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pdf games node backbone.js

Impossible Mission, Full-Text Indexing, Backbone.Projections

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Impossible Mission

Impossible Mission

Impossible Mission by Krisztián Tóth is a JavaScript remake of the C64 classic. You can view the source to see how it all works, if things like this.dieByZapFrames and this.searchedFurniture sound appealing to you.

Krisztián previously sent in Boulder Dash and Wizard of Wor which were similar remakes written using the same approach.

Client-Side Full-Text Indexing

Gary Sieling sent in a post he wrote about full-text indexing with client-side JavaScript, in which he looks at PDF.js and Lunr: Building a Full-Text Index in JavaScript. I briefly mentioned Lunr by Oliver Nightingale back in March.

One great thing about this type of index is that the work can be done in parallel and then combined as a map-reduce job. Only three entries from the above object need to be combined, as "fields" and "pipeline" are static.


In relational databases, a projection is a subset of available data. Backbone.Projections (GitHub: andreypopp / backbone.projections, License: MIT, npm: backbone.projections) by Andrey Popp is the equivalent for Backbone collections -- they allow a transformed subset of values in a collection can be represented and synced.

The supported projections are Capped and Filtered. Capped collections are limited based on a size and function -- the function will be used to order the results prior to truncating them. Filtered projections filter out results based on a function that returns a boolean.

Projections can be composed by passing one project to another. This example creates a Filtered projection, and then passes it to a Capped projection to limit and order the results:

var todaysPosts = new Filtered(posts, {  
  filter: function(post) {
    return post.get('date').isToday();

var topTodaysPosts = new Capped(todaysPosts, {  
  cap: 5,
  comparator: function(post) {
    return post.get('likes');

The author has written unit tests with Mocha, and documentation is available in the readme.


pdf audio search

pdf.js, VisualSearch.js, Voice Debugger

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pdf.js: Rendering PDF with HTML5 and JavaScript

In pdf.js: Rendering PDF with HTML5 and
Andreas Gal
discusses a project to determine if HTML5 is complete enough to render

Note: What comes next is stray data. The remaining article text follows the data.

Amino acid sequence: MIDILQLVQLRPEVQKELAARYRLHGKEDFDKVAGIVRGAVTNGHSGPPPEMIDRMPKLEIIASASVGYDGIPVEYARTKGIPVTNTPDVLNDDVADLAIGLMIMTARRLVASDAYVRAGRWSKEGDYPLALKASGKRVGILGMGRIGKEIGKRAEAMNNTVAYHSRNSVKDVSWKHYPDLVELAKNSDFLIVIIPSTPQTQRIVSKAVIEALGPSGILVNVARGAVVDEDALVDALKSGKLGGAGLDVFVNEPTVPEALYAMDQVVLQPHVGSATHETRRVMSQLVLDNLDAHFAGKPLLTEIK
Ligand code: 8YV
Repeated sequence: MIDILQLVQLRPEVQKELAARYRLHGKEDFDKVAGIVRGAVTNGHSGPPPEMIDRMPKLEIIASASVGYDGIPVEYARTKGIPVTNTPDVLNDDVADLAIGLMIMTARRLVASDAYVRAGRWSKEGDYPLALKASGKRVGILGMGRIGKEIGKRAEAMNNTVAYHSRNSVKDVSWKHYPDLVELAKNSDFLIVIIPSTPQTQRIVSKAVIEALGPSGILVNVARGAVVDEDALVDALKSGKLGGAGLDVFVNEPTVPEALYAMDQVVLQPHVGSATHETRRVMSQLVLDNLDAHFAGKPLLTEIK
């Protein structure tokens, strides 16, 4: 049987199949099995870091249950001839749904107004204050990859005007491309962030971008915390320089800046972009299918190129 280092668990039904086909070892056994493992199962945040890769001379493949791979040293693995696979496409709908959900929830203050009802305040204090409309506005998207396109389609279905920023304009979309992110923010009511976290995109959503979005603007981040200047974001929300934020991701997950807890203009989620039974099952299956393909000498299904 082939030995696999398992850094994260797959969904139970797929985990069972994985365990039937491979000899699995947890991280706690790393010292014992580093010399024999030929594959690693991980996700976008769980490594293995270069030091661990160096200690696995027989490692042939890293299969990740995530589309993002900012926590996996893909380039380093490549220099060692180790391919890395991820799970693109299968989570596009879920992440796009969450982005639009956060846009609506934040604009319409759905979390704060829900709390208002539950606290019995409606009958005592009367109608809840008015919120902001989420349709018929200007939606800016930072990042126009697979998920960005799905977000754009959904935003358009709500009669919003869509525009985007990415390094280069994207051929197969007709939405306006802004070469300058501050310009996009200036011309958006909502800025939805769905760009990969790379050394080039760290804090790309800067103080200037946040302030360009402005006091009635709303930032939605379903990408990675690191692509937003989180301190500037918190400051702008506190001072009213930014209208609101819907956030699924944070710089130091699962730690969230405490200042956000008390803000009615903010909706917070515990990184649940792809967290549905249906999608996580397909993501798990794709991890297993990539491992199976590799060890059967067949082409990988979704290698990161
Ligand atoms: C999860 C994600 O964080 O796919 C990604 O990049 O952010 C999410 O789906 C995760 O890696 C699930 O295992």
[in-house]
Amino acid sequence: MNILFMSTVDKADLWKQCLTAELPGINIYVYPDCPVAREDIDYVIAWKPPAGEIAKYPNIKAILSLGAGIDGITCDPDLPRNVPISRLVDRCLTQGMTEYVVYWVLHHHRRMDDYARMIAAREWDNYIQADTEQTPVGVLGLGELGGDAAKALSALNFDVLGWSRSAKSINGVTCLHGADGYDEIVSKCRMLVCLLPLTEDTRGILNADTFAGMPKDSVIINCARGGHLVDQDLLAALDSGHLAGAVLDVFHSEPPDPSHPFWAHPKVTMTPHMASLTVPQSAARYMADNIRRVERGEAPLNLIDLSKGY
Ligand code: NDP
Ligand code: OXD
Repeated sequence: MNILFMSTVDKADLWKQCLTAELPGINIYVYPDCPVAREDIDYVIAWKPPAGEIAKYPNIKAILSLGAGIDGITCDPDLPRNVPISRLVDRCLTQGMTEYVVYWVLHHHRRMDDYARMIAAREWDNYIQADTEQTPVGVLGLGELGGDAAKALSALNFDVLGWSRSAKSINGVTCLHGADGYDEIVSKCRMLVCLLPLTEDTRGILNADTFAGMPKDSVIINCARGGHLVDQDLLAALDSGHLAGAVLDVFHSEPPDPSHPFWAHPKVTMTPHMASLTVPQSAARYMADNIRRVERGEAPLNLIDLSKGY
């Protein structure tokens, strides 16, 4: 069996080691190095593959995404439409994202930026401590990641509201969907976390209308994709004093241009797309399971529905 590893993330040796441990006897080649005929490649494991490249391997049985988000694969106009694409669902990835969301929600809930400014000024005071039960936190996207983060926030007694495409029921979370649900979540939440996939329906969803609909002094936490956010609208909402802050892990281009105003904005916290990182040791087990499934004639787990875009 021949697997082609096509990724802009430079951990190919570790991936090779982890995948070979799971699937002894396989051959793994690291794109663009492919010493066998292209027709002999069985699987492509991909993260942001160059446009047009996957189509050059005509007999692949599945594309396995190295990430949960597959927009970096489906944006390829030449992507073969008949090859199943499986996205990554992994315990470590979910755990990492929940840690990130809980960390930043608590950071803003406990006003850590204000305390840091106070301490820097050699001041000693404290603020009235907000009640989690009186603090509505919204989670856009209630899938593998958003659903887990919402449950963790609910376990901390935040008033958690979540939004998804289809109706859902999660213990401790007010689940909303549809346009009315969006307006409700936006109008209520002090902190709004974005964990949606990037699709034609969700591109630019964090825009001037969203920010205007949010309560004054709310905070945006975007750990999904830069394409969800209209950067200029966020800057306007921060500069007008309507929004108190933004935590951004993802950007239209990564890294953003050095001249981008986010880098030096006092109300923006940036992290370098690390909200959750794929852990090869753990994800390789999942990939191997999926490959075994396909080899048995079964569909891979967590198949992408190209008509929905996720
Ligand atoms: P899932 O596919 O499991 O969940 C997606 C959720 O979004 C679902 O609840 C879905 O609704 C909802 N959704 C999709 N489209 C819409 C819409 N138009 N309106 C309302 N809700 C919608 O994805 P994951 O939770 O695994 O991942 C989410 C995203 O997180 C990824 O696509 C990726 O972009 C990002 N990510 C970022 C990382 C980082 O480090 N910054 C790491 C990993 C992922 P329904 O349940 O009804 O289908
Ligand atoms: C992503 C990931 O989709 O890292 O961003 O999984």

PDFs. The GitHub pdf.js project
contains progress so far, and it looks like Andreas is updating it

There's also another related post, Overview of pdf.js
which explains how it works:

pdf.js (currently) parses raw arrays of bytes into streams of PDF "bytecode", compiles the bytecode into JavaScript programs, then executes the programs. Yes, it's a sort of PDF JIT. The side effect of those programs is to draw on an HTML5 Canvas.

It sounds like a fascinating project, particularly the PDF stream


VisualSearch.js (GitHub: documentcloud / visualsearch,
License) from DocumentCloud is a novel take on search design. It allows
field-level options to be specified using dynamic inline completion,
using simple icons and drop-down menus.

Voice Debugger

Voice Debugger (GitHub: ferrante / Voice-Debugger) by Damian
Wielgosik is a little HTML5 experiment to catch JavaScript errors and
read them out. A set of standard errors are saved as WAV files, and then
played with an audio tag.

I've been doing some pretty heavy HTML audio work lately, so I found
this extremely amusing...


pdf datauri

JavaScript PDF Generation

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I searched for JavaScript PDF generation just to see what server-side
technologies are available. I found
jsPDF, which works both server-side and in browser. It currently works best in Safari, Firefox 3+ and Opera.

It uses the data URI
to send the data
to the browser, which is a problem for IE.

The code is easy to follow -- if you want to learn about PDF generation
it's interesting to read through. There's a demo
usage examples and the resulting PDFs.

Usage looks like this:

var doc = new jsPDF();
doc.text(20, 20, 'Hello world!');
doc.text(20, 30, 'This is client-side Javascript, pumping out a PDF.');
doc.text(20, 20, 'Do you like that?');

// Output as Data URI

jsPDF doesn't have many options yet -- fonts are hardcoded for example
(to helvetica). It's an interesting demonstration of the power of client-side programming though.